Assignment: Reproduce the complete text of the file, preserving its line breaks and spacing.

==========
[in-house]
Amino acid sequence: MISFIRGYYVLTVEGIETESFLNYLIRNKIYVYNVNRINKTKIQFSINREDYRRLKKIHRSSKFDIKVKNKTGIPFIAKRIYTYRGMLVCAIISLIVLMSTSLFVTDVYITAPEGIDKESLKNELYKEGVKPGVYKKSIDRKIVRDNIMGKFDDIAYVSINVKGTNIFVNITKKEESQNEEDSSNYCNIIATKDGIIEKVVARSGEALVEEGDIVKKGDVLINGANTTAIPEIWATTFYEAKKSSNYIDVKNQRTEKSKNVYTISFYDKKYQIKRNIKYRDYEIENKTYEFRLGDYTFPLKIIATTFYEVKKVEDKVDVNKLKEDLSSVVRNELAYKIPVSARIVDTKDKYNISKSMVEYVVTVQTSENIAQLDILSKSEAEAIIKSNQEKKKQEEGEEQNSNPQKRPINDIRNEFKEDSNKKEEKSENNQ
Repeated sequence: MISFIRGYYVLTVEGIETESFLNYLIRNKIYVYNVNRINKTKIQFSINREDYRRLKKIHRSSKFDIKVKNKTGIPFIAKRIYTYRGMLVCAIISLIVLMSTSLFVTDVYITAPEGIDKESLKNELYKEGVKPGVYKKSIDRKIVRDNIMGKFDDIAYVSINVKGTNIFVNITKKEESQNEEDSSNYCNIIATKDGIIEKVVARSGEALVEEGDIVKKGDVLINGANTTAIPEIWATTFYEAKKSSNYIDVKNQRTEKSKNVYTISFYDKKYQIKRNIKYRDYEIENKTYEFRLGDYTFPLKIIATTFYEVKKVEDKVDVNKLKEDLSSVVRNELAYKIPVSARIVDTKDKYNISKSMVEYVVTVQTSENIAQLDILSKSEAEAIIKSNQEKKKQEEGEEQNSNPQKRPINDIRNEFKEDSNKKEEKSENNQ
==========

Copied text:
[in-house]
Amino acid sequence: MISFIRGYYVLTVEGIETESFLNYLIRNKIYVYNVNRINKTKIQFSINREDYRRLKKIHRSSKFDIKVKNKTGIPFIAKRIYTYRGMLVCAIISLIVLMSTSLFVTDVYITAPEGIDKESLKNELYKEGVKPGVYKKSIDRKIVRDNIMGKFDDIAYVSINVKGTNIFVNITKKEESQNEEDSSNYCNIIATKDGIIEKVVARSGEALVEEGDIVKKGDVLINGANTTAIPEIWATTFYEAKKSSNYIDVKNQRTEKSKNVYTISFYDKKYQIKRNIKYRDYEIENKTYEFRLGDYTFPLKIIATTFYEVKKVEDKVDVNKLKEDLSSVVRNELAYKIPVSARIVDTKDKYNISKSMVEYVVTVQTSENIAQLDILSKSEAEAIIKSNQEKKKQEEGEEQNSNPQKRPINDIRNEFKEDSNKKEEKSENNQ
Repeated sequence: MISFIRGYYVLTVEGIETESFLNYLIRNKIYVYNVNRINKTKIQFSINREDYRRLKKIHRSSKFDIKVKNKTGIPFIAKRIYTYRGMLVCAIISLIVLMSTSLFVTDVYITAPEGIDKESLKNELYKEGVKPGVYKKSIDRKIVRDNIMGKFDDIAYVSINVKGTNIFVNITKKEESQNEEDSSNYCNIIATKDGIIEKVVARSGEALVEEGDIVKKGDVLINGANTTAIPEIWATTFYEAKKSSNYIDVKNQRTEKSKNVYTISFYDKKYQIKRNIKYRDYEIENKTYEFRLGDYTFPLKIIATTFYEVKKVEDKVDVNKLKEDLSSVVRNELAYKIPVSARIVDTKDKYNISKSMVEYVVTVQTSENIAQLDILSKSEAEAIIKSNQEKKKQEEGEEQNSNPQKRPINDIRNEFKEDSNKKEEKSENNQ